Mevani dares the ruling party on ‘changing the constitution’ remark

Pune: Dalit leader and newly elected MLA from Gujarat Jignesh Mevani on Sunday dared the BJP to try and change the Constitution, saying he and other like-minded people would not let it happen.

Mevani was speaking at `Elgaar Parishad’ in Pune, organised to commemorate the `Battle of Bhima-Koregaon’.

JNU student leader Umar Khalid, late Dalit research scholar Rohit Vemula’s mother Radhika, Bhim Army president Vinay Ratan Singh and Prakash Ambedkar, former MP and grandson of Dr BR Ambedkar were present at the event.

Mevani, a first-time MLA who contested as an independent, said Dalits, minorities, farmers and marginalised sections of the society decimated BJP’s ego in the Gujarat Assembly polls, bringing down its tally to 99 seats.

Referring to Union minister Anant Kumar Hegde’s controversial statement about changing the Constitution, Mevani dared the ruling party to try and do it. “If you think of changing the Constitution and the democratic set-up of India, we too have the power to safeguard it,” he said.

Also Read: BJP leader mocks secularism, says ‘we are here to change Constitution’

“All like-minded people, institutions, organisations will have to rise above their differences and unite against the BJP in the 2019 elections,” Mevani said.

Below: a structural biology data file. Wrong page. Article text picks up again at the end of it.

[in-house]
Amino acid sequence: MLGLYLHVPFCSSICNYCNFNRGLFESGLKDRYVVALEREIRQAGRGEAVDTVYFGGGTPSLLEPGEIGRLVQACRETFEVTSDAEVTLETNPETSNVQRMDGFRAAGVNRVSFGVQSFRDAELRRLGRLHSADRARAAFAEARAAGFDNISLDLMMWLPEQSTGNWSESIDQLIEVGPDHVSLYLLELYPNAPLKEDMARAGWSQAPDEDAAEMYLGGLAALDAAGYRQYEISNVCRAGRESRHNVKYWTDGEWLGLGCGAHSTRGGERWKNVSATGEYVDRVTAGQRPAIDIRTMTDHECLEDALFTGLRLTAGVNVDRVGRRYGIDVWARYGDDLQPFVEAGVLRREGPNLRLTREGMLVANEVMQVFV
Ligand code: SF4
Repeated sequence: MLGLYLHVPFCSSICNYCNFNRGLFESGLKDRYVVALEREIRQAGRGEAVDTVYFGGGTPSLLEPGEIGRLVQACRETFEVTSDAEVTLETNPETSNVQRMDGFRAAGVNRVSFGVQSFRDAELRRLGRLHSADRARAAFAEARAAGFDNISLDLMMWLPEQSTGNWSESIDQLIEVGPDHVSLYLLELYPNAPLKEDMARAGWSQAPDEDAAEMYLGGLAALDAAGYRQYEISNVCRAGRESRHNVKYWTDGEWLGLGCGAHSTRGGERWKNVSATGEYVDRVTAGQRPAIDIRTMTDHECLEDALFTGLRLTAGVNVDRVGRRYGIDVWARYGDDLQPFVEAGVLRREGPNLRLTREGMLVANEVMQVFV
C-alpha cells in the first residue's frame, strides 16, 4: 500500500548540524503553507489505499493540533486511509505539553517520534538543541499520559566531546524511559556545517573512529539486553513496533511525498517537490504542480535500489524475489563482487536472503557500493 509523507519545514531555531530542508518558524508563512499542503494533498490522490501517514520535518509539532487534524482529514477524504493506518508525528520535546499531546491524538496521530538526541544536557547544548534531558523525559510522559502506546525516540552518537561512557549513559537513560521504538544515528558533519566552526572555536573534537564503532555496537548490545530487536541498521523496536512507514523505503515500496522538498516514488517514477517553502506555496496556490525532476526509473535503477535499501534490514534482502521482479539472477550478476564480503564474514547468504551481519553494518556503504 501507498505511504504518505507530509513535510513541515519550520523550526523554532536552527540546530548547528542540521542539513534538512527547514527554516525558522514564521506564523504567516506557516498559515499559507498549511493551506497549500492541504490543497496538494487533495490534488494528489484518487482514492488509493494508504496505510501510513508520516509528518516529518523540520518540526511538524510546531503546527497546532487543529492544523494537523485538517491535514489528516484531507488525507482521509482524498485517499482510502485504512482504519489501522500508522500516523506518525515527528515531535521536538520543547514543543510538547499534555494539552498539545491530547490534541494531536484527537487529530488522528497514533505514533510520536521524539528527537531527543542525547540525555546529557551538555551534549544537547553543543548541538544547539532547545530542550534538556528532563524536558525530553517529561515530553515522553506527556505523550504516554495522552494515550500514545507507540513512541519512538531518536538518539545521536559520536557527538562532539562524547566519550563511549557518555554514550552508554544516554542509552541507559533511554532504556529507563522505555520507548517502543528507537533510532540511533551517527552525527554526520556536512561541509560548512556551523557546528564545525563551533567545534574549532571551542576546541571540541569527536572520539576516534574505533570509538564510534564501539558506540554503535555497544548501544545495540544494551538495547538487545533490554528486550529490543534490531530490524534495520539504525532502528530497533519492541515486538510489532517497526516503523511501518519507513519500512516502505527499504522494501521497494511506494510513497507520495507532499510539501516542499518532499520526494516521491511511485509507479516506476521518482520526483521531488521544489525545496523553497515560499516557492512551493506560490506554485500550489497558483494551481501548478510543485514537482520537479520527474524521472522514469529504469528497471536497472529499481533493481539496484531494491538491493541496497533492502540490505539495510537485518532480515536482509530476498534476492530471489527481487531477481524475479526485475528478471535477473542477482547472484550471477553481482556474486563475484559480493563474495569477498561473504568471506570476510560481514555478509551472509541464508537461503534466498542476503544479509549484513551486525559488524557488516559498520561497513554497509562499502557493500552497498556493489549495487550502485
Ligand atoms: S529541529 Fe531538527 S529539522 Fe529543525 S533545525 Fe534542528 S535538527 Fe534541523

“We managed to crush their (BJP’s) boast of winning 150 seats in Gujarat…if we fight together, we will be able to bring their tally to double-digit in 2019 (Lok Sabha) elections,” he said.

“As elections in Karnataka, Madhya Pradesh and Rajasthan are around the corner, I think all pro-poor people should come together. I am not interested in who will win the elections, I want the BJP to lose as they follow ideologies of Mussolini and Hitler,” he said.

The Battle of Bhima-Koregaon was fought in Pune district on January 1, 1818 between the forces of the East India Company and the Peshwa. The British army, which had a large contingent of Mahars, a Dalit community, defeated the Peshwa’s army, and some Dalit leaders and thinkers view it as a victory of oppressed classes over the upper-caste establishment of those times.